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...and Amy. The Happening just plain sucks. That little bit of humor about 3/4 through the movie was way off. Why'd they do that to a jeep though?:brickwall:
 

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My wife and I really liked the movie. It was very much like a Hitchcock movie. Very strange, but good.
 

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I thought it was atleast worth the $20 I spent on it. It kept me intrigued
 

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Oh yeah....I think the concept might have been ok if some of the actors weren't so corny. I felt like Mark Wahlberg WAY overacted the "smart professor" role. I can't remember where in the movie, but there is some part where he goes, "From whom??" . I dunno why, he just totally lost it for me there. Way too corny. He seemed like he talked down to everyone.


Oh, and a Jeep dies in the movie. Very sad. :( :eek:
 

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The thing that I thought was cool, there was nothing to fight. There was nothing they could do but try and stay alive. It wasn't anything you could see, taste or feel. Scary. I think that was some of the best acting Wahlberg has done yet, and I am no Wahlberg fan. Was some it bad acting? I think it was meant to be unusal acting, which it certainly was.

Many people didn't like it, and we didn't see it at the theater because of that. We rented it from RedBox.
 

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The dialogue was corny and the acting was strained, but given the performances I've seen those actors give in the past, and the writing I've seen Shyamalan do in the past, clearly it was all intentional. I feel like it was Shyamalan's take on classic science fiction, ala "Plan 9 From Outer Space" or "Invasion of the Body Snatchers." It was a classic creature movie, without the creature. I didn't love it, but I certainly didn't hate it. I thought it was a great idea that was lost on most who watched it.

PS - "Say hello to your motha for me." :rofl:
 

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I watched it and I can't say I like it not clearly laying out what was causing the problem.

Without going into exact details, I just felt they left it unfinished.

And for me, I haven't been a fan of unfinished movies. Unexplained events/actions either. Like why did they freeze, why the next thing...what caused the conclusion?? etc.l
 

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I watched it and I can't say I like it not clearly laying out what was causing the problem.

Without going into exact details, I just felt they left it unfinished.

And for me, I haven't been a fan of unfinished movies. Unexplained events/actions either. Like why did they freeze, why the next thing...what caused the conclusion?? etc.l
I don't like them either! Just last night I was yelling at our TV because Kyle and I were watching a horror flick that ended without a firm conclusion. What's interesting is that over the summer I took a film study class, and my teacher was Iranian, so we got alot of world films rather than mainly American classics. He told us (and we saw with the world films) that the idea of a conclusion in a movie is a very American concept, that in alot of other countries most movies just trail off, and it is to be up to the viewer to imagine what the ending is.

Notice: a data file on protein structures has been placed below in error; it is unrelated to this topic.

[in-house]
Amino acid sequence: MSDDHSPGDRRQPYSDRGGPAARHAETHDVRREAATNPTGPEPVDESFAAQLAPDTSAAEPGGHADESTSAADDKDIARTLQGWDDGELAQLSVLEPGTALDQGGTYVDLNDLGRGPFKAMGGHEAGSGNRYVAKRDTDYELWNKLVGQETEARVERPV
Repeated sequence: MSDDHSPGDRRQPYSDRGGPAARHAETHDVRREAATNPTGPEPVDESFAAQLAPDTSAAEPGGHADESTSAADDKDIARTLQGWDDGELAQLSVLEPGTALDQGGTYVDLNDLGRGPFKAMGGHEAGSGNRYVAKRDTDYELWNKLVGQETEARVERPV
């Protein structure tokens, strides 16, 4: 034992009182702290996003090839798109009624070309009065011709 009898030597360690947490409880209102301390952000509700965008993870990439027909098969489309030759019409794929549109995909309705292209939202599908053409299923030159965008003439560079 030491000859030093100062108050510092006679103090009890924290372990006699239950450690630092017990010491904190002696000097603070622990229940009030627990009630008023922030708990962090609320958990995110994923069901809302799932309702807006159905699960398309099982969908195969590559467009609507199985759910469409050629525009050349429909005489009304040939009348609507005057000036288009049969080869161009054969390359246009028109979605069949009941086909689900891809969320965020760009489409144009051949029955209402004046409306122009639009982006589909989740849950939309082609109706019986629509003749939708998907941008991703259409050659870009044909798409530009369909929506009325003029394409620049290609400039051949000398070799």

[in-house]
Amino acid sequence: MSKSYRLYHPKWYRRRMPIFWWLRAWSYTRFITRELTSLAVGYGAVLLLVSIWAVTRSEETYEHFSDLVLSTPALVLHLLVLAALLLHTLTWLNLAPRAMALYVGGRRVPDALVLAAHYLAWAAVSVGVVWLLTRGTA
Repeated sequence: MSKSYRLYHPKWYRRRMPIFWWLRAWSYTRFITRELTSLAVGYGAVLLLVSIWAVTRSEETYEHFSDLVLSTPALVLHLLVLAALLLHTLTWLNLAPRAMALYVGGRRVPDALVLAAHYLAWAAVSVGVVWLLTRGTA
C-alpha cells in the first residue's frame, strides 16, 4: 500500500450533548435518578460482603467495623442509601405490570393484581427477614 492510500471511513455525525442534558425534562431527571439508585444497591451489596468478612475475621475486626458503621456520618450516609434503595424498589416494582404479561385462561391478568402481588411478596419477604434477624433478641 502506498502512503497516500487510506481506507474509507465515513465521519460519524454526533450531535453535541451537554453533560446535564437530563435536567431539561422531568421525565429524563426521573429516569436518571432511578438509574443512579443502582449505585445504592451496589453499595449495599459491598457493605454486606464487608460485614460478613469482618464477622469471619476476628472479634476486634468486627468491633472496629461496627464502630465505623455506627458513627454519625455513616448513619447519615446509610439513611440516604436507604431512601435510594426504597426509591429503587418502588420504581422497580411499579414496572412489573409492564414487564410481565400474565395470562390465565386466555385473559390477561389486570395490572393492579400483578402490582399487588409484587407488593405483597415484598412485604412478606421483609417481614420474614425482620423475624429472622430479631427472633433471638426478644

All that said, I'm with you...I like to know how it finishes! :brickwall:
 

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I don't like them either! Just last night I was yelling at our TV because Kyle and I were watching a horror flick that ended without a firm conclusion. What's interesting is that over the summer I took a film study class, and my teacher was Iranian, so we got alot of world films rather than mainly American classics. He told us (and we saw with the world films) that the idea of a conclusion in a movie is a very American concept, that in alot of other countries most movies just trail off, and it is to be up to the viewer to imagine what the ending is.

All that said, I'm with you...I like to know how it finishes! :brickwall:
Most of my favorite movies are Italian films from the 1970s, and they're much more suggestive than American films, which lean more toward the theatrical. Sometimes I like in-your-face storytelling, but some American film directors underestimate their audience, and things become too blatantly obvious. When I watch a film, I want to suspend disbelief and allow my imagination to do most of the work. I guess that's why some of my favorite films are foreign films.
 

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Most of my favorite movies are Italian films from the 1970s, and they're much more suggestive than American films, which lean more toward the theatrical. Sometimes I like in-your-face storytelling, but some American film directors underestimate their audience, and things become too blatantly obvious. When I watch a film, I want to suspend disbelief and allow my imagination to do most of the work. I guess that's why some of my favorite films are foreign films.
I agree, imagination should be the main focus in the making of a film. After all most people go to see films to escape from reality.
 
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